YONKERS, NY (July 28)–Consumers Union applauds Food and Drug Administration Commissioner Lester Crawford’s decision to ban the use of the antibiotic Baytril in treating chickens and turkeys. This decision is an important step in protecting public health by maintaining the effectiveness of antibiotics in treating food-borne illness.
Baytril is virtually identical to Ciprofloxacin (Cipro), a drug that is often used to treat severe food-borne illness in humans, such as that caused by the bacteria Campylobacter. In a 2002 Consumers Union nationally representative study of antibiotic resistance in store-bought chicken, in which 484 fresh, whole broilers bought in 25 metro areas were tested, the organization found that 42% of the chickens were contaminated with Campylobacter. Of the Campylobacter cultures isolated from samples of contaminated chickens, 26% were resistant to ciprofloxacin.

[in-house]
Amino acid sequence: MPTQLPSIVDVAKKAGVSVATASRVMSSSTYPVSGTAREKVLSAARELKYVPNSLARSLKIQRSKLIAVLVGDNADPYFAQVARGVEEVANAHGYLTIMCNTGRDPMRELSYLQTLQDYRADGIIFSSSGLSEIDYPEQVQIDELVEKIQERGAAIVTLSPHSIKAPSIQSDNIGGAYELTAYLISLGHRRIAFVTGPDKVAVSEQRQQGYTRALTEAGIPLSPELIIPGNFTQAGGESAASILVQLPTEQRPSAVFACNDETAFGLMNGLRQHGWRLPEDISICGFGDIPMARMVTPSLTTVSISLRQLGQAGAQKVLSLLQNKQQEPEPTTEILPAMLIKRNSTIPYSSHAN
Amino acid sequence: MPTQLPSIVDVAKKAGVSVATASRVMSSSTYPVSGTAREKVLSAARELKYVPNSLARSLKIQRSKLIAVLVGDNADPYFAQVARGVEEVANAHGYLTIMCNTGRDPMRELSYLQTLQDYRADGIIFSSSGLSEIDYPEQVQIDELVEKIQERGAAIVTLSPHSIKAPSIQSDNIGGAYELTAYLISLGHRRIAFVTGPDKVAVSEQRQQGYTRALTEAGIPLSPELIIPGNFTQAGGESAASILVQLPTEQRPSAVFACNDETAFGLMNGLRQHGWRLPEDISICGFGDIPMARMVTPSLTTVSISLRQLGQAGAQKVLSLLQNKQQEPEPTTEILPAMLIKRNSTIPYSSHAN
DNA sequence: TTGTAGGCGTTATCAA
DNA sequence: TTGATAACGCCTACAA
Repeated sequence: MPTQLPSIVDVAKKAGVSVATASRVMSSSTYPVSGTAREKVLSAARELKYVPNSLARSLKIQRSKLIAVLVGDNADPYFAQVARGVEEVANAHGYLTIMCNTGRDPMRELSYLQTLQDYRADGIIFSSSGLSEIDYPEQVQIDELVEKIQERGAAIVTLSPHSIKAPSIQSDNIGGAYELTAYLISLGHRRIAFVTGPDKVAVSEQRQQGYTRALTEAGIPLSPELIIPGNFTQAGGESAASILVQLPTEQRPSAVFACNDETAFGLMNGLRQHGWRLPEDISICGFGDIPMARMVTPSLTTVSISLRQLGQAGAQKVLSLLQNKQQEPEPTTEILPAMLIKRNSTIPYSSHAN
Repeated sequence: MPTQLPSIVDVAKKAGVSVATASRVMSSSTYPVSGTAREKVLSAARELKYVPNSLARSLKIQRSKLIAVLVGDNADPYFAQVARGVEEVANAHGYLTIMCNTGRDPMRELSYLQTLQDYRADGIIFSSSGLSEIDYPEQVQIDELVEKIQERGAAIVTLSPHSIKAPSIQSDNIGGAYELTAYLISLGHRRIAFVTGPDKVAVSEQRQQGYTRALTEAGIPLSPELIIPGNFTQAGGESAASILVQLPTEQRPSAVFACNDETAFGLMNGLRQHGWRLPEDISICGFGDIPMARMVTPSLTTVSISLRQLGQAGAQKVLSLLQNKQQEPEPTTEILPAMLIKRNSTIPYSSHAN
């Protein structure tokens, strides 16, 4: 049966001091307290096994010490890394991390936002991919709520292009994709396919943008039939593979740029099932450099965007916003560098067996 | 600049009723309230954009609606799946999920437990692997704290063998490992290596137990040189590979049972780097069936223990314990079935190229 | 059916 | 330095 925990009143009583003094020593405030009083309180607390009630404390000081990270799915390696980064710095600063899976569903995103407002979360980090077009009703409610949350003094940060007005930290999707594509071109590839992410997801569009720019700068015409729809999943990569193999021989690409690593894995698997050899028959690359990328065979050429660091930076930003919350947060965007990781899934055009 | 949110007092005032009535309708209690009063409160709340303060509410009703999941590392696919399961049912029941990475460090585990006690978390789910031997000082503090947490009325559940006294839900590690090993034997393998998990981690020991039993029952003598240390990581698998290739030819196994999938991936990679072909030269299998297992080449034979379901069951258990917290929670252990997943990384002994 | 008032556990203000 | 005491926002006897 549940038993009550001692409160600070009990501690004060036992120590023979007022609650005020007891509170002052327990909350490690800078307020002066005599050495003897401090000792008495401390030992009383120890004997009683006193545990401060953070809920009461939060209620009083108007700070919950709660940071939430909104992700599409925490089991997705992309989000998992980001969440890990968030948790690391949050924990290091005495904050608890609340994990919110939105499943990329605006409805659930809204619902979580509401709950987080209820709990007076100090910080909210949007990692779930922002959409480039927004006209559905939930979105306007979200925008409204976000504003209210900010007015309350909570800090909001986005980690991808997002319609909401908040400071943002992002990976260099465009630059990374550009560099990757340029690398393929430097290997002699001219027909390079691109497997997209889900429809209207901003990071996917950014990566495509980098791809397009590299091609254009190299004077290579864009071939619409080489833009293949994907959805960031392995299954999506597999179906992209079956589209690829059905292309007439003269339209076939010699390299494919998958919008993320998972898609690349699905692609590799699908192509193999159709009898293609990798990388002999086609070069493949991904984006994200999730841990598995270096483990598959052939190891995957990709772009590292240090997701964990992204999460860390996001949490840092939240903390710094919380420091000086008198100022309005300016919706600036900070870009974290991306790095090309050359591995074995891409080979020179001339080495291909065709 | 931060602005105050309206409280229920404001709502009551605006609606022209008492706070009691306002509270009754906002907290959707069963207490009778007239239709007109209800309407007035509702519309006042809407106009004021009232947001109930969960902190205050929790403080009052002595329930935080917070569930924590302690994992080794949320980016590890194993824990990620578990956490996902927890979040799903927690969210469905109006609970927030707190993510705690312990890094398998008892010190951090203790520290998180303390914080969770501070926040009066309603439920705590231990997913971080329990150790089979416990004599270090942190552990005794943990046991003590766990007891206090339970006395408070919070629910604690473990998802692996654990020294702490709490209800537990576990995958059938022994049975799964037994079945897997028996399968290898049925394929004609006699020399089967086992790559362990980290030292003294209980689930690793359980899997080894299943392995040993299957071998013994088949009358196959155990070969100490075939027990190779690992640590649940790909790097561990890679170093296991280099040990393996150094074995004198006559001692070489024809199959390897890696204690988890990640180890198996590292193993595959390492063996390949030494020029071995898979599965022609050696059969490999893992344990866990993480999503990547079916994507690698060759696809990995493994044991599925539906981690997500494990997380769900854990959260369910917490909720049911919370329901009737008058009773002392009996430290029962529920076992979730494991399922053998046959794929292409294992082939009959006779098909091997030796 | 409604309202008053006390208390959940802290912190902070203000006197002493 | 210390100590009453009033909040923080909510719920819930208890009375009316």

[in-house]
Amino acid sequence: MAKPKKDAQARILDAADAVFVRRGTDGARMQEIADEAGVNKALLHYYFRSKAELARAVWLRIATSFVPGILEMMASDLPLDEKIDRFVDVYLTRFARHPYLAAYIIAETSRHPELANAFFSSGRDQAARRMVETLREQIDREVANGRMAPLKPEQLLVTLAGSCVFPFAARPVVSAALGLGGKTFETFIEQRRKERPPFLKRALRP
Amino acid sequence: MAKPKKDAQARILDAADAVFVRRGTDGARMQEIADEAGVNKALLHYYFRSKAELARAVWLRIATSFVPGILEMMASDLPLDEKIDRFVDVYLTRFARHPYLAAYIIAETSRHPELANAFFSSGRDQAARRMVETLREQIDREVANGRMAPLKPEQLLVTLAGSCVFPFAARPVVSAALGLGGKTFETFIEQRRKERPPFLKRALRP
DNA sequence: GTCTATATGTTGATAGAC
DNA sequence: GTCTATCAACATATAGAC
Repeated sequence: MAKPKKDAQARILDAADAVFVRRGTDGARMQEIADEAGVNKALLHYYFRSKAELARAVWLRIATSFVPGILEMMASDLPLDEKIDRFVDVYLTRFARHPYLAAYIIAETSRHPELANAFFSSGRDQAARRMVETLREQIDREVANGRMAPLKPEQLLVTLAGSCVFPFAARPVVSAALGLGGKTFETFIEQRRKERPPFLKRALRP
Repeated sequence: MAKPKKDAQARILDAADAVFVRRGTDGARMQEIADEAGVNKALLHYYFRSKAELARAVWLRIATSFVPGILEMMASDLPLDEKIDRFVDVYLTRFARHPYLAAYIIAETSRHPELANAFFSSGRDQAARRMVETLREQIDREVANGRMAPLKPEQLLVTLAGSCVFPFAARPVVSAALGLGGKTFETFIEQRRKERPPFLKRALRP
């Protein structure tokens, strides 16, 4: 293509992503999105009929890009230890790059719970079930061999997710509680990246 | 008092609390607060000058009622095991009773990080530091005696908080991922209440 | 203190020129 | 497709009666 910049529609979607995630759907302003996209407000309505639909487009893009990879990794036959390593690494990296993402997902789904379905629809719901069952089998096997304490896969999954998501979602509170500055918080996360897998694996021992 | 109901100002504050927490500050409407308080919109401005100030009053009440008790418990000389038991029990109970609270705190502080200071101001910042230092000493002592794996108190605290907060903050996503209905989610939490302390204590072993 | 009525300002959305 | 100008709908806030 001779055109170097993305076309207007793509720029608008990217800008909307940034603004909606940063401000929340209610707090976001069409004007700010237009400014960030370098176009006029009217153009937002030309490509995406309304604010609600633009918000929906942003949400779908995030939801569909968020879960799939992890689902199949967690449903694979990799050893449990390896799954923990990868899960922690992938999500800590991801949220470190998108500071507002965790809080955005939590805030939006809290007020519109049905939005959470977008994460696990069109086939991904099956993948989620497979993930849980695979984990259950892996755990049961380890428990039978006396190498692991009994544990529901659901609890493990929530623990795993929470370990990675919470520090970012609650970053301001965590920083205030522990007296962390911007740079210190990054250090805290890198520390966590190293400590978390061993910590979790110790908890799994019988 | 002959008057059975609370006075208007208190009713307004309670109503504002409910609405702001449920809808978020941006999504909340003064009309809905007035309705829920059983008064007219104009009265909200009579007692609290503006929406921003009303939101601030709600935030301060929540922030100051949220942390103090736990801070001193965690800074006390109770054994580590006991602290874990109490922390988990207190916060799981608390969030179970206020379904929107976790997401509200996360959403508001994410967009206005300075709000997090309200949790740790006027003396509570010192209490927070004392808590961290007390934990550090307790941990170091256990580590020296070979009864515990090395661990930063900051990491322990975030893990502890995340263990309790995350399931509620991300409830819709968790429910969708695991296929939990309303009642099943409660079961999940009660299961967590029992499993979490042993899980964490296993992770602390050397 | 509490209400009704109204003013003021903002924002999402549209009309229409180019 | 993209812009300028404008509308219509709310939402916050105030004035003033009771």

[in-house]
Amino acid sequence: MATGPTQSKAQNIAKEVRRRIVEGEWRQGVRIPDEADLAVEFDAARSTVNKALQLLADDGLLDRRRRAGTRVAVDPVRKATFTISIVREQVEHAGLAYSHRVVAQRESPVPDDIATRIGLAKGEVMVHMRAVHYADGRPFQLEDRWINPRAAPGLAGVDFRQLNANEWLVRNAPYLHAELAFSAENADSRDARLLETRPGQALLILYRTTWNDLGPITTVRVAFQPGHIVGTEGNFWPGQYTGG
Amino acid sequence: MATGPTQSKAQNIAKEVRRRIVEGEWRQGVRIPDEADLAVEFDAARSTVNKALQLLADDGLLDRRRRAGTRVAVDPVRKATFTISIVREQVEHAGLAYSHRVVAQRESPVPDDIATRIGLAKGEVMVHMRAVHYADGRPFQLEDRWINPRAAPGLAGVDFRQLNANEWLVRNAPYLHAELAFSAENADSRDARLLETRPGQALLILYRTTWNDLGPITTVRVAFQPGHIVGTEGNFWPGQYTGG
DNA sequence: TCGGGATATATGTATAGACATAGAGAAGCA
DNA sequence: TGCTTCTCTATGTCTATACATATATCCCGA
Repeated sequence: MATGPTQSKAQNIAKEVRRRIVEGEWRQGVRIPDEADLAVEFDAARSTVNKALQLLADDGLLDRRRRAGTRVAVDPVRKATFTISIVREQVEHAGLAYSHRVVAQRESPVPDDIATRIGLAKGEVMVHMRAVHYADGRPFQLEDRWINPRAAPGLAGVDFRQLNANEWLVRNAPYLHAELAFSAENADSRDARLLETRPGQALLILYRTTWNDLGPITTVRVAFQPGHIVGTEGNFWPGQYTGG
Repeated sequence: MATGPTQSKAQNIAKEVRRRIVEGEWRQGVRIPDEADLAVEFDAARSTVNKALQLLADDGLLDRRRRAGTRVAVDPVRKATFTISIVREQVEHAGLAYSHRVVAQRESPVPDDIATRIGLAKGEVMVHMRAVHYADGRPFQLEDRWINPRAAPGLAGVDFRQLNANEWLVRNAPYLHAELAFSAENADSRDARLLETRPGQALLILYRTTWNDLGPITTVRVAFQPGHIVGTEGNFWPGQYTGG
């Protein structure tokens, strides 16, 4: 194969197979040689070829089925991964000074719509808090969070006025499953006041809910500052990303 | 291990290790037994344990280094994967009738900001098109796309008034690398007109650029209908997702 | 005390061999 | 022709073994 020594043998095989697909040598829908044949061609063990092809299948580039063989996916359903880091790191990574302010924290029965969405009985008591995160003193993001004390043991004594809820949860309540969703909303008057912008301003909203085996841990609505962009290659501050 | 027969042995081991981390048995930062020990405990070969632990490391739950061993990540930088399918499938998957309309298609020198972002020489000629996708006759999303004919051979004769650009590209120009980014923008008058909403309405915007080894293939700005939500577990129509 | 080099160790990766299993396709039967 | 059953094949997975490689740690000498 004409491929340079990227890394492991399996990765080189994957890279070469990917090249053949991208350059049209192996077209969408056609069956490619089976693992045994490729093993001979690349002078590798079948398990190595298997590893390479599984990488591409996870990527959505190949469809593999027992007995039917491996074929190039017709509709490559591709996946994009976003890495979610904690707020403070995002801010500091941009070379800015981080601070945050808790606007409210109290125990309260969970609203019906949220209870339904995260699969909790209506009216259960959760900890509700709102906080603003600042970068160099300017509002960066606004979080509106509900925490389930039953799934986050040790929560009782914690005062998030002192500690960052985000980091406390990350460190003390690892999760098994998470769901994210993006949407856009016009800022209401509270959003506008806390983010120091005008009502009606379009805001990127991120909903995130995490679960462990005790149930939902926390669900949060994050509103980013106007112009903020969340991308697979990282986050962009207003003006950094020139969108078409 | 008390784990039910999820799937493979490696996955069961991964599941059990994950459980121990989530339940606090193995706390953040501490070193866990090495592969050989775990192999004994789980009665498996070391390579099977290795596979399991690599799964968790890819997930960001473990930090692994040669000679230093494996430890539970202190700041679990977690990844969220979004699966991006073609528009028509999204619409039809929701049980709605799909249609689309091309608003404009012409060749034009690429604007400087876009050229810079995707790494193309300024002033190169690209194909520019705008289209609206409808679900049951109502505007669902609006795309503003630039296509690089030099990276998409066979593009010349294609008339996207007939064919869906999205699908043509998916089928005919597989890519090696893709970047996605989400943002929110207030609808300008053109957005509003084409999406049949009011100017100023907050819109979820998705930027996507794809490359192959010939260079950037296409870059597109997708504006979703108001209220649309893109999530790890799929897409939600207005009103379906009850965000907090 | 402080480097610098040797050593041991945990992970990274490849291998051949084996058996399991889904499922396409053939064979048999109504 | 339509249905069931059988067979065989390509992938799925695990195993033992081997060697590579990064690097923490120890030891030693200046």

“FDA’s strong action today will help combat bacterial resistance to this important drug and preserve its ability to treat tens of thousands of Americans sickened each year by contaminated poultry,” says Jean Halloran, Director of Food Policy Initiatives at Consumers Union.
“We urge Bayer, the maker of Baytril, not to appeal the FDA’s decision and to respect this clear move to protect public health,” added Halloran.
FOr more information contact:
Jean Halloran, 914-378-2457
Jen Shecter, 914-378-2402